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35. hepatitis

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35. hepatitis

  1. 1. Hepatitis A-G Viruses Topic 40
  2. 2. A “ Infectious” “ Serum” Viral hepatitis Enterically transmitted Parenterally transmitted F, G, TTV ? other E NANB B D C Viral Hepatitis - Historical Perspectives
  3. 3. Source of virus feces blood/ blood-derived body fluids blood/ blood-derived body fluids blood/ blood-derived body fluids feces Route of transmission fecal-oral percutaneous permucosal percutaneous permucosal percutaneous permucosal fecal-oral Chronic infection no yes yes yes no Prevention pre/post- exposure immunization pre/post- exposure immunization blood donor screening; risk behavior modification pre/post- exposure immunization; risk behavior modification ensure safe drinking water Type of Hepatitis A B C D E
  4. 5. Hepatitis A Virus
  5. 6. Hepatitis A Virus <ul><li>Naked RNA virus </li></ul><ul><li>Formerly known as enterovirus 72, now it is in its own family: heptovirus </li></ul><ul><li>One stable serotype only </li></ul><ul><li>Difficult to grow in cell culture: primary marmoset cell culture and also in vivo in chimpanzees and marmosets </li></ul>
  6. 7. Hepatitis A Virus…. <ul><li>Survives well in the general environment </li></ul><ul><li>Somewhat resistant to heat and freezing </li></ul><ul><li>Remain active on the hands for several hours or in food kept at room temperature.  </li></ul>
  7. 8. <ul><li>Hepatitis A can be transmitted: </li></ul><ul><li>Through fecal-oral route </li></ul><ul><ul><li>by infected food handlers </li></ul></ul><ul><ul><li>in locations/sites with poor sanitation and hygiene (e.g., in developing countries) </li></ul></ul><ul><ul><li>by poor hygiene standards </li></ul></ul><ul><ul><li>after natural disasters, such as floods, when drinking water can become contaminated with sewage </li></ul></ul><ul><li>during sex, particularly oral/anal sex </li></ul>
  8. 9. <ul><li>Close personal contact (e.g., household contact, sex contact, child day care centers) </li></ul><ul><li>Contaminated food, water (e.g., infected food handlers, raw shellfish) </li></ul><ul><li>Blood exposure (rare) (e.g., injecting drug use, transfusion) </li></ul>Summary of Hepatitis A Virus Transmission
  9. 10. Endemicity Disease Rate Peak Age of Infection Transmission Patterns High Low to High Early childhood Person to person; outbreaks uncommon Moderate High Late childhood/ young adults Person to person; food and waterborne outbreaks Low Low Young adults Person to person; food and waterborne outbreaks Very low Very low Adults Travelers; outbreaks uncommon Global Patterns of Hepatitis A Virus Transmission
  10. 11. Infective dose …. <ul><li>Infective dose not known </li></ul><ul><li>But since hepatitis A is transmitted so easily through person to person contact, it is thought to be a small amount </li></ul>
  11. 12. <ul><li>Incubation period: Average 30 days </li></ul><ul><li>Range 15-50 days </li></ul><ul><li>Jaundice by <6 yrs, <10% age group: 6-14 yrs, 40%-50% >14 yrs, 70%-80% </li></ul><ul><li>Complications: Fulminant hepatitis Cholestatic hepatitis Relapsing hepatitis </li></ul><ul><li>Chronic sequelae: None </li></ul>Hepatitis A - Clinical Features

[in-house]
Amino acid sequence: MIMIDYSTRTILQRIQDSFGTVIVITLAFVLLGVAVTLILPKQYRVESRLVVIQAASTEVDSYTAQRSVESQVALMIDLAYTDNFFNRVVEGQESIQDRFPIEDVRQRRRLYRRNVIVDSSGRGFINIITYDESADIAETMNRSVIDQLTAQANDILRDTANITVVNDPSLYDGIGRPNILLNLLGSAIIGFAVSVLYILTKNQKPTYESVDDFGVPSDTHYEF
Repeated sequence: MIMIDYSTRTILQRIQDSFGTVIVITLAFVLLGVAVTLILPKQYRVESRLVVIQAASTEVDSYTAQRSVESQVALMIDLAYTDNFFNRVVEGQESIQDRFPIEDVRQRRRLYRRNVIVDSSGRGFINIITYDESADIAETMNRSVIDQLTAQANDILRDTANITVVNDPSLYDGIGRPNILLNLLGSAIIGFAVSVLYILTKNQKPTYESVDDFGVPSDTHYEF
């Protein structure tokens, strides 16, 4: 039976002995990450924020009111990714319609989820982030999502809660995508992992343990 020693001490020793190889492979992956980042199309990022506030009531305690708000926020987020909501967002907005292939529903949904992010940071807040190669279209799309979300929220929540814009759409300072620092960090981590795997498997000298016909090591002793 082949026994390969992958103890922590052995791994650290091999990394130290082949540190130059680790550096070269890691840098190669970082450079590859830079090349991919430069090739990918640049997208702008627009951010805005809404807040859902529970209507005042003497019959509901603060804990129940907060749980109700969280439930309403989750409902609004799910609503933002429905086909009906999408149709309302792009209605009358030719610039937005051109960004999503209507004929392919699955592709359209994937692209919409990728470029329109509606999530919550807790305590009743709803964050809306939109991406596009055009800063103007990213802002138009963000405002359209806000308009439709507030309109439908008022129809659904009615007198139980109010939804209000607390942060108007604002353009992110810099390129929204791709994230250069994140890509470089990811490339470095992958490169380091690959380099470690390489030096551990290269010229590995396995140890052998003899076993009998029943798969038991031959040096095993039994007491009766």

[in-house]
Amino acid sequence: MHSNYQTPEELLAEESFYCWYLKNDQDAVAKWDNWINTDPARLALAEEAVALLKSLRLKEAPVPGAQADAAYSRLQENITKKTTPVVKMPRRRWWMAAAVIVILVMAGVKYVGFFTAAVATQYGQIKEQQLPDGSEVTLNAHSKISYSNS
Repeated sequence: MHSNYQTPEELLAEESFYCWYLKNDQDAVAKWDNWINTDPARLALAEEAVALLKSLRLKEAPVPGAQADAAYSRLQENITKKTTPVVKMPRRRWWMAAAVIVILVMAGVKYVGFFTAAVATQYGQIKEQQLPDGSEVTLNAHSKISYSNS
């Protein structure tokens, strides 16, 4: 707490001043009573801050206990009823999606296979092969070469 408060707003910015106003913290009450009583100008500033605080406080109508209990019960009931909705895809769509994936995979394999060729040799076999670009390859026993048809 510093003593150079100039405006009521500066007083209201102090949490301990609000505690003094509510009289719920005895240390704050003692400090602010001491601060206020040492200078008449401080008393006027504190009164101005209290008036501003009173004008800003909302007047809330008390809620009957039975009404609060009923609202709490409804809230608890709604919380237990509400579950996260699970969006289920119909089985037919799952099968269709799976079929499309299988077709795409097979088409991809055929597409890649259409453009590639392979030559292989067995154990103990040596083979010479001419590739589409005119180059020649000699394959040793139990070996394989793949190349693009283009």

12. 13. Fecal HAV Symptoms 0 1 2 3 4 5 6 12 24 Hepatitis A Infection Total anti-HAV Titre ALT IgM anti-HAV Months after exposure Typical Serological Course
  13. 14. Laboratory Diagnosis <ul><li>Acute infection : HAV-IgM in serum by EIA. </li></ul><ul><li>Past Infection i.e. immunity : HAV-IgG by EIA. </li></ul><ul><li>Cell culture – difficult and take up to 4 weeks, not routinely performed </li></ul><ul><li>Direct Detection – EM, RT-PCR of faeces. Can detect illness earlier than serology but rarely performed. </li></ul>
  14. 15. <ul><li>NO medical treatment available to treat the virus. </li></ul><ul><li>Symptoms of hepatitis A : can be relieved to some extent with rest and a healthy diet, there is </li></ul><ul><li>People who have close contact with someone who has hepatitis A: </li></ul><ul><ul><li>should receive normal human immunoglobulin within 2 weeks of exposure </li></ul></ul><ul><ul><li>Hepatitis A vaccine can be given at the same time as the immunoglobulin. </li></ul></ul>
  15. 16. <ul><li>Pre-exposure </li></ul><ul><ul><li>Travelers to intermediate and high HAV-endemic regions </li></ul></ul><ul><li>Post-exposure (within 14 days) </li></ul><ul><ul><li>Routine </li></ul></ul><ul><ul><li>household and other intimate contacts </li></ul></ul><ul><ul><li>Selected situations </li></ul></ul><ul><ul><li>institutions (e.g., day care centers) </li></ul></ul><ul><ul><li>common source exposure (e.g., food prepared by infected food handler) </li></ul></ul>Hepatitis A Prevention - Immune Globulin
  16. 17. <ul><li>There are currently four hepatitis A vaccines and two combined hepatitis A / hepatitis B vaccines registered for use in Australia. </li></ul><ul><li>  </li></ul>
  17. 18. Vaccine … <ul><li>People at risk of getting both hepatitis A & B, (i.e. healthcare workers, IV drug user, gay males (MSM)n and travellers to developing countries ), should consider receiving the combined hepatitis A / hepatitis B vaccines.  </li></ul><ul><li>Recommendation : persons with hepatitis C be vaccinated for hepatitis A, as well as for hepatitis B. </li></ul>